Metastases can develop after apparently successful treatment of a primary tumour, sometimes following a period of tumour dormancy that can last for years. However, factors that regulate metastatic tumour dormancy remain poorly understood. Here we review the potential contribution of interactions between tumour cells and the microenvironment in metastatic sites, in regulating tumour dormancy vs. metastatic growth. We focus particularly on the potential role of the extracellular matrix (ECM) in regulating maintenance and release from dormancy. Tumour cells that fail to properly adhere to the ECM may enter a state of dormancy. The molecular and physical composition of the ECM can be affected by tumour cells themselves, as well as multiple stromal cell types. The roles of integrins, fibronectin, and collagen are discussed, as are factors that can change the ECM. A better understanding of the molecular details of the crosstalk between tumour cells and the ECM in secondary sites, and how these regulate the dormant state, may lead to improved therapeutic strategies to induce or maintain disseminated tumour cells in a dormant state, or alternatively to successfully eradicate dormant cells.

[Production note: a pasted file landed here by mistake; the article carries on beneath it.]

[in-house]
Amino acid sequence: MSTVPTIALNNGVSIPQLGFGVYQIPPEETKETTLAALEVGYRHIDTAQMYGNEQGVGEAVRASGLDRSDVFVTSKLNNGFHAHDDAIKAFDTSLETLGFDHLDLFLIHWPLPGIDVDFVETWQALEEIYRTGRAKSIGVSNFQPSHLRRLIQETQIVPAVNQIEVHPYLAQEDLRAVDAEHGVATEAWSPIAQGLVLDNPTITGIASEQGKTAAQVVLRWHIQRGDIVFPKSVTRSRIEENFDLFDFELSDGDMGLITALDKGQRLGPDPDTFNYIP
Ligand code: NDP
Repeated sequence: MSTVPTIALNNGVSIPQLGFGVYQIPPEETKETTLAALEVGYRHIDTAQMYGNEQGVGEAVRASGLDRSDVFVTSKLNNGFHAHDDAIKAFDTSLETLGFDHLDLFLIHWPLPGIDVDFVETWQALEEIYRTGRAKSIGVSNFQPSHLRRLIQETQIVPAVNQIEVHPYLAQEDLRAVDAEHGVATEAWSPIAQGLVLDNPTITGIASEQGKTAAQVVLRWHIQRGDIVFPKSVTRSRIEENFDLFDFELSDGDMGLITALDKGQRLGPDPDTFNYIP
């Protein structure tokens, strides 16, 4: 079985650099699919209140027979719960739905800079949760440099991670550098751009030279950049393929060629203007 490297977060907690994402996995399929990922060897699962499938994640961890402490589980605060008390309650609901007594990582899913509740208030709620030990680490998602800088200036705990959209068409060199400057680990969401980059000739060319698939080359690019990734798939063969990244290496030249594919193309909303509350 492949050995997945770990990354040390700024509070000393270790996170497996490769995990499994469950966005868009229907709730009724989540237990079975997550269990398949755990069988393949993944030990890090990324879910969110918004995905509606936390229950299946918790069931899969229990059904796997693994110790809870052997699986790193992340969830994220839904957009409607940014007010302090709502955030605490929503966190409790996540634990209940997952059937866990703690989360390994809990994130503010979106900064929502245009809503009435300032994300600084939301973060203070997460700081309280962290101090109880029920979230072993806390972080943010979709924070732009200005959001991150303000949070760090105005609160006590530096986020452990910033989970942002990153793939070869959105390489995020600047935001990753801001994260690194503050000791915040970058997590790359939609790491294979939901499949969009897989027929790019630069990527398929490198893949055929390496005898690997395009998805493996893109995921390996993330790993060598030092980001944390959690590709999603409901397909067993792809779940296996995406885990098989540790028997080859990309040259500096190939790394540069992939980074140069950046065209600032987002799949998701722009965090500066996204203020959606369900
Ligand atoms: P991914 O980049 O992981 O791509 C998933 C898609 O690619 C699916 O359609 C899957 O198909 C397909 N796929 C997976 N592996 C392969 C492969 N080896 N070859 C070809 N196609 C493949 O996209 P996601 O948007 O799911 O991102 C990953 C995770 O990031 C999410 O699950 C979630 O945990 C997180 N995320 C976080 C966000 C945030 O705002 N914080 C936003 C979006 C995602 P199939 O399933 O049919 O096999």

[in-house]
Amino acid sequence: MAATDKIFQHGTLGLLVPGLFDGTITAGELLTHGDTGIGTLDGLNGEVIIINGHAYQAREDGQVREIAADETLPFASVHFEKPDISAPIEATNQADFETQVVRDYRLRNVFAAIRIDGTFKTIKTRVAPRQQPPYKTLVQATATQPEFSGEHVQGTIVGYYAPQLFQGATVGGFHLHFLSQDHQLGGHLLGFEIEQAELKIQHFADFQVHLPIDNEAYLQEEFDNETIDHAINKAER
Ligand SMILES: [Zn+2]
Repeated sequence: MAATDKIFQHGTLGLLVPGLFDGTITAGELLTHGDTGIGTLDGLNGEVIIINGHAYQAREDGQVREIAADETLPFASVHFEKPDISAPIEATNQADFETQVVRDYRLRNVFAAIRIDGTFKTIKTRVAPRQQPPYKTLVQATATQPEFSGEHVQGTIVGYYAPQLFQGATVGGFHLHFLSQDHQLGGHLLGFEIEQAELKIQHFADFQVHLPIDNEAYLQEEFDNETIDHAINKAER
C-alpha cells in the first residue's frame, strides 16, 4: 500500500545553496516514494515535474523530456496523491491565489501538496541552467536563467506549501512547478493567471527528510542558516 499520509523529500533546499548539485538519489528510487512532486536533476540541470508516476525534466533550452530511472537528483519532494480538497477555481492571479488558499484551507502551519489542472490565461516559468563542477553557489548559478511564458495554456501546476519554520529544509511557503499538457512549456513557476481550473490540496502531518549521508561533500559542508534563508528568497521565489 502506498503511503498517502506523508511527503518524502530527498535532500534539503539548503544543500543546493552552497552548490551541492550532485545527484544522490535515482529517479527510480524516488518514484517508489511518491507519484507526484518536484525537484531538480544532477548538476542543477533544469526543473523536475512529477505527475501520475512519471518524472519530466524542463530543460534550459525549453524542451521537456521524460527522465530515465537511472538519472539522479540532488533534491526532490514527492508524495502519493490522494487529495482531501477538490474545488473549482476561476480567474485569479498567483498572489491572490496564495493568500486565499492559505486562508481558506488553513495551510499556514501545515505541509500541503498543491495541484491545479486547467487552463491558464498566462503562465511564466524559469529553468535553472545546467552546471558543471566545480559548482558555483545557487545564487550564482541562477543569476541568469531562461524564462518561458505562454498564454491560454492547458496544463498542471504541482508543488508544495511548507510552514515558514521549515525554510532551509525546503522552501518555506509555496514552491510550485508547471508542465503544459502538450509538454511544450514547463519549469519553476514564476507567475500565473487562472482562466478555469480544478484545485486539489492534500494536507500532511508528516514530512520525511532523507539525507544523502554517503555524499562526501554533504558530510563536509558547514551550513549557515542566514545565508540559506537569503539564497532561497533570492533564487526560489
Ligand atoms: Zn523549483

Cancer Research. Jul, 2010 | Pubmed ID: 20570886
Breast cancer that recurs as metastatic disease many years after primary tumor resection and adjuvant therapy seems to arise from tumor cells that disseminated early in the course of disease but did not develop into clinically apparent lesions. These long-term surviving, disseminated tumor cells maintain a state of dormancy, but may be triggered to proliferate through largely unknown factors. We now show that the induction of fibrosis, associated with deposition of type I collagen (Col-I) in the in vivo metastatic microenvironment, induces dormant D2.0R cells to form proliferative metastatic lesions through beta1-integrin signaling. In vitro studies using a three-dimensional culture system modeling dormancy showed that Col-I induces quiescent D2.0R cells to proliferate through beta1-integrin activation of SRC and focal adhesion kinase, leading to extracellular signal-regulated kinase (ERK)-dependent myosin light chain phosphorylation by myosin light chain kinase and actin stress fiber formation. Blocking beta1-integrin, Src, ERK, or myosin light chain kinase by short hairpin RNA or pharmacologic approaches inhibited Col-I-induced activation of this signaling cascade, cytoskeletal reorganization, and proliferation. These findings show that fibrosis with Col-I enrichment at the metastatic site may be a critical determinant of cytoskeletal reorganization in dormant tumor cells, leading to their transition from dormancy to metastatic growth. Thus, inhibiting Col-I production, its interaction with beta1-integrin, and downstream signaling of beta1-integrin may be important strategies for preventing or treating recurrent metastatic disease.